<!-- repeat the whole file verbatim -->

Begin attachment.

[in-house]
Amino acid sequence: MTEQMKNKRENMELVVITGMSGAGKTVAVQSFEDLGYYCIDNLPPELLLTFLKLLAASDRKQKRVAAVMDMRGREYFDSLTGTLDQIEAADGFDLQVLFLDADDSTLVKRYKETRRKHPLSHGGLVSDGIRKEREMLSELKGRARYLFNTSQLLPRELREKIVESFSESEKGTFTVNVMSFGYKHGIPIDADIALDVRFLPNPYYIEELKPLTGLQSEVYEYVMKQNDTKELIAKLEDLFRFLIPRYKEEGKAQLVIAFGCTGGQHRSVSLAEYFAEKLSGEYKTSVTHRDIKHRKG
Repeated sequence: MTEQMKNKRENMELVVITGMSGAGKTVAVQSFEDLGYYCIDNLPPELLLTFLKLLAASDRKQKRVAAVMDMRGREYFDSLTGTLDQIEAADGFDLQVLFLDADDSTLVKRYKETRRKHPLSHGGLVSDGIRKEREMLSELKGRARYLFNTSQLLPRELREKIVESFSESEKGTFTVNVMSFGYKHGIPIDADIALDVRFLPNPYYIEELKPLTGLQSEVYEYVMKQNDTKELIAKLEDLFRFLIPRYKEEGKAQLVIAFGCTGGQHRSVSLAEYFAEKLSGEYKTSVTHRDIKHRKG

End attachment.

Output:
[in-house]
Amino acid sequence: MTEQMKNKRENMELVVITGMSGAGKTVAVQSFEDLGYYCIDNLPPELLLTFLKLLAASDRKQKRVAAVMDMRGREYFDSLTGTLDQIEAADGFDLQVLFLDADDSTLVKRYKETRRKHPLSHGGLVSDGIRKEREMLSELKGRARYLFNTSQLLPRELREKIVESFSESEKGTFTVNVMSFGYKHGIPIDADIALDVRFLPNPYYIEELKPLTGLQSEVYEYVMKQNDTKELIAKLEDLFRFLIPRYKEEGKAQLVIAFGCTGGQHRSVSLAEYFAEKLSGEYKTSVTHRDIKHRKG
Repeated sequence: MTEQMKNKRENMELVVITGMSGAGKTVAVQSFEDLGYYCIDNLPPELLLTFLKLLAASDRKQKRVAAVMDMRGREYFDSLTGTLDQIEAADGFDLQVLFLDADDSTLVKRYKETRRKHPLSHGGLVSDGIRKEREMLSELKGRARYLFNTSQLLPRELREKIVESFSESEKGTFTVNVMSFGYKHGIPIDADIALDVRFLPNPYYIEELKPLTGLQSEVYEYVMKQNDTKELIAKLEDLFRFLIPRYKEEGKAQLVIAFGCTGGQHRSVSLAEYFAEKLSGEYKTSVTHRDIKHRKG